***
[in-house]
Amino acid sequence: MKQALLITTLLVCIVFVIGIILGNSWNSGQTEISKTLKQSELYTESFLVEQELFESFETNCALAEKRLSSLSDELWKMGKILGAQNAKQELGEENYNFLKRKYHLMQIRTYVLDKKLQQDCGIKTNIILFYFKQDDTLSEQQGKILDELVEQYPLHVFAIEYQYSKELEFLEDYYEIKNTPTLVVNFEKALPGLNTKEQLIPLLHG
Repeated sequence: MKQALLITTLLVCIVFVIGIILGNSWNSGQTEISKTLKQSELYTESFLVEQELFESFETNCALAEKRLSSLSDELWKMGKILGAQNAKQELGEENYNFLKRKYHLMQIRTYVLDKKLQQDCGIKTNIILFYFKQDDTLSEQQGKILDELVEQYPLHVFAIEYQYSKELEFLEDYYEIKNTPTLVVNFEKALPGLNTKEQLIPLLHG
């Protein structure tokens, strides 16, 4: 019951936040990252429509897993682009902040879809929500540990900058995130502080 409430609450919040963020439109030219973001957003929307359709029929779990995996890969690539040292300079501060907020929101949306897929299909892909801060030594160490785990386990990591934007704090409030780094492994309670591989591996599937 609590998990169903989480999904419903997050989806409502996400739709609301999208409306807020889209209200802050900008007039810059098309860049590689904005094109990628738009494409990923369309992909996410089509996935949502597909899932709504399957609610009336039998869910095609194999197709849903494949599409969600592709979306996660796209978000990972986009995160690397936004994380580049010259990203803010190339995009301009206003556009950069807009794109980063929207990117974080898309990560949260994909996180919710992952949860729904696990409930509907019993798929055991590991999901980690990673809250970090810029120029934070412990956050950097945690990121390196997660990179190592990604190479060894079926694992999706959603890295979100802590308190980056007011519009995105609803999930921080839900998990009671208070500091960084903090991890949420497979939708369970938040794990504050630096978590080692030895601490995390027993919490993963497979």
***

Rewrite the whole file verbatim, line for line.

[in-house]
Amino acid sequence: MKQALLITTLLVCIVFVIGIILGNSWNSGQTEISKTLKQSELYTESFLVEQELFESFETNCALAEKRLSSLSDELWKMGKILGAQNAKQELGEENYNFLKRKYHLMQIRTYVLDKKLQQDCGIKTNIILFYFKQDDTLSEQQGKILDELVEQYPLHVFAIEYQYSKELEFLEDYYEIKNTPTLVVNFEKALPGLNTKEQLIPLLHG
Repeated sequence: MKQALLITTLLVCIVFVIGIILGNSWNSGQTEISKTLKQSELYTESFLVEQELFESFETNCALAEKRLSSLSDELWKMGKILGAQNAKQELGEENYNFLKRKYHLMQIRTYVLDKKLQQDCGIKTNIILFYFKQDDTLSEQQGKILDELVEQYPLHVFAIEYQYSKELEFLEDYYEIKNTPTLVVNFEKALPGLNTKEQLIPLLHG
């Protein structure tokens, strides 16, 4: 019951936040990252429509897993682009902040879809929500540990900058995130502080 409430609450919040963020439109030219973001957003929307359709029929779990995996890969690539040292300079501060907020929101949306897929299909892909801060030594160490785990386990990591934007704090409030780094492994309670591989591996599937 609590998990169903989480999904419903997050989806409502996400739709609301999208409306807020889209209200802050900008007039810059098309860049590689904005094109990628738009494409990923369309992909996410089509996935949502597909899932709504399957609610009336039998869910095609194999197709849903494949599409969600592709979306996660796209978000990972986009995160690397936004994380580049010259990203803010190339995009301009206003556009950069807009794109980063929207990117974080898309990560949260994909996180919710992952949860729904696990409930509907019993798929055991590991999901980690990673809250970090810029120029934070412990956050950097945690990121390196997660990179190592990604190479060894079926694992999706959603890295979100802590308190980056007011519009995105609803999930921080839900998990009671208070500091960084903090991890949420497979939708369970938040794990504050630096978590080692030895601490995390027993919490993963497979």